Once again, the season is young. That doesn’t mean it’s so young, though, that teams can’t be seen as underperforming. What have you noticed elsewhere?
Jim: You mention these WCHA teams, but I’m also concerned about the WCHA as a whole right now. Right now, with a 6-19-2 mark, WCHA teams have by far the worst out-of-conference winning percentage. I know we said this last week as well, but what happens in October, a month when so many non-league games are played, significantly impacts what happens come March.
It’s extremely likely that the WCHA may only place its tournament champion in the NCAA tournament. The league’s ugly 2-9-1 record against the NCHC and a 3-7-1 mark against the Big Ten has placed the WCHA in a hole from which it may be impossible to dig.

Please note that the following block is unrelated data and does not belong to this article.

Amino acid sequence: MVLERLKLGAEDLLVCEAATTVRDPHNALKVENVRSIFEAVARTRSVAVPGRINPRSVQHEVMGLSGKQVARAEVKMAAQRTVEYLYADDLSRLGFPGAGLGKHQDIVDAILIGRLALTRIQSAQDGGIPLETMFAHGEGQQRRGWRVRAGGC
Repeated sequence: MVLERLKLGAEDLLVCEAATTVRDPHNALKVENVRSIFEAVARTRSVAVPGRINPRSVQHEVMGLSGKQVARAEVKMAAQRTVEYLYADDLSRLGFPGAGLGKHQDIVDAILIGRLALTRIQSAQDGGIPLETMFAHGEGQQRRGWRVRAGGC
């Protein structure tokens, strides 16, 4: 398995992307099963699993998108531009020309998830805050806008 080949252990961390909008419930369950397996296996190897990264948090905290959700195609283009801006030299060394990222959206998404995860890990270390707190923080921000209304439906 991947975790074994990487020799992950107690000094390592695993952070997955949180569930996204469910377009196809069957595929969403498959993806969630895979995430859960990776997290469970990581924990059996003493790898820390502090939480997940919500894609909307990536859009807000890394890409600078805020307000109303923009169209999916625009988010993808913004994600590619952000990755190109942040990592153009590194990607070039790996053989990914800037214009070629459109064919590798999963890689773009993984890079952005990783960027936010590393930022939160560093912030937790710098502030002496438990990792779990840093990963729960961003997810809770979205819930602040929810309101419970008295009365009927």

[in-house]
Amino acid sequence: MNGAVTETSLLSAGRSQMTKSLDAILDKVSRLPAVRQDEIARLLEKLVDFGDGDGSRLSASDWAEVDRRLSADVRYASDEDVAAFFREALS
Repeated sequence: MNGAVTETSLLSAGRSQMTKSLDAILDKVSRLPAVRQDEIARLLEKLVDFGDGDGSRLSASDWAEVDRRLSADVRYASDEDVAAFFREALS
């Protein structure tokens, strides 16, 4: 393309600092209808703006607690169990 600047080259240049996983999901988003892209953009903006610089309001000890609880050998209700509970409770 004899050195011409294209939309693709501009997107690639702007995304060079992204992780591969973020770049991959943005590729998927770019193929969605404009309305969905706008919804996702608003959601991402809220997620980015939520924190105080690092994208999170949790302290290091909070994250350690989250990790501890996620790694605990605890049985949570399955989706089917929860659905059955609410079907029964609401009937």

What’s interesting is that amidst all of this gloom and doom, you have Lake Superior at a perfect 4-0-0 and Minnesota State off to a 5-1-0 start. So maybe all is not awful for the WCHA.
Paula: Good points overall about the WCHA, Jim. Perhaps we’re seeing some natural growing pains, too, for a league that experienced significant membership changes not that long ago. Adjustment can be a difficult thing – although the NCHC, with its 23-11-6 early season nonconference record may be the counterargument to that.
Thumbs Up/Thumbs Down